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Time and time again, I get the impression that the “Film Industry” generally does not value producers. I suppose I shouldn’t deduce that The Studios’ abandonment of Producer Overhead First Look Deals means that the business doesn’t value Producers, and just that The Studios need to control costs or that they have other ways of accessing content, but…
- Producers bring new investors into the business, both in terms of sourcing them, and structuring deals that make sense from an investors’ perspective
- Producers look out for investors’ needs (substantially more than distributors do), as Producers think long term and need private equity to stay in the game.
- Producers provide development supervision to get the scripts right — and they usually get a lot more writing done without additional costs — because the authors know they are doing it to get the best movie made, and not just to justify their jobs.
- Producers inspire talent to embrace work for affordable yet just rates — because everyone knows that the producer is doing also for the love but for a whole lot longer.
- Producers counter-balance industry pressure to increase costs and keep movies’ budgets at levels that make sense — which is good for the industry.
- Producers innovate — be it in the search to deliver a better film or to control costs, innovation is in their blood.
- Producers develop talent and take the chances on emerging artists.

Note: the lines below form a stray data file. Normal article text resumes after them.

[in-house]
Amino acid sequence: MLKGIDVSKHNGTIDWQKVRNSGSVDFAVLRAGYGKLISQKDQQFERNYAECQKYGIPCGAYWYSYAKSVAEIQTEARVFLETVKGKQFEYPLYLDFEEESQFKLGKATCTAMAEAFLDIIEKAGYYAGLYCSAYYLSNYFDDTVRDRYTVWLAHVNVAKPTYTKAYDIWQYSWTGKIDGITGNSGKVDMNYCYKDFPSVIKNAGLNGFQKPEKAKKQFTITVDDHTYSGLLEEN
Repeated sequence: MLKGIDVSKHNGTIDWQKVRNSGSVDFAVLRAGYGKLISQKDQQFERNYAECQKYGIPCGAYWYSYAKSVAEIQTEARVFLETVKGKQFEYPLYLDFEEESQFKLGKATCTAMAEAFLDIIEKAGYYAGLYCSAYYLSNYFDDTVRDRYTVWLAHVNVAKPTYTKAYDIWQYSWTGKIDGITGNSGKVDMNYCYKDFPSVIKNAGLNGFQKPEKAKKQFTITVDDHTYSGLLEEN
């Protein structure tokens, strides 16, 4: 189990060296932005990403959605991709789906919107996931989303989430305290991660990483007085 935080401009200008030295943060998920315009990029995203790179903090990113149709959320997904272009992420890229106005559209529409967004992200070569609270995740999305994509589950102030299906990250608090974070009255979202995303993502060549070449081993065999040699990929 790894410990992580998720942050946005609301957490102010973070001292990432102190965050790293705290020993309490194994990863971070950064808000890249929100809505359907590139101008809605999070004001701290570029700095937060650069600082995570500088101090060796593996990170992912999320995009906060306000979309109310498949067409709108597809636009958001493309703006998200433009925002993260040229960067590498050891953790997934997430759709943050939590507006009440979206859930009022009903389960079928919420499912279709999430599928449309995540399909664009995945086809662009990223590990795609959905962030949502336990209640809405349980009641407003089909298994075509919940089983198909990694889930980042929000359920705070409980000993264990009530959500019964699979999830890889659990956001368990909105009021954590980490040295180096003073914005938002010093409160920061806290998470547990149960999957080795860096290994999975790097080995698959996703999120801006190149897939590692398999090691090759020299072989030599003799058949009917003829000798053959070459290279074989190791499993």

- Producers keep in touch with the audience, weighing where their tastes and habits are.
- Producers bring content, talent, technology, audiences, investors together.
- Producers help show the business and the culture where they might aspire to be going.
I wasn’t at DIY Days. If I had been, perhaps I could have saved some time that I just spent brainstorming and writing it all down. Dang.
I am prepping a new film with the shortest amount of time I have ever had to prep a movie. It is also one of the more ambitious projects I have been involved in. There is so much to do I can’t afford to squander any time (luckily I have been prepping some blog posts in advance, so this doesn’t take time — it expands time!). The short prep is also unfortunate because now is a time that the producer has to do even more than ever before.
- Recognize it is about audience aggregation: Collect 5000 fans prior to seeking financing. Act to gain 500 fans/month during prep, prod., post processes.
- Determine how you will engage & collect audiences all throughout the process. Consider some portion to be crowd-funded — not so much for the money but for the engagement it will create.
- Create enough additional content to keep your audience involved throughout the process and later to bridge them to your next work.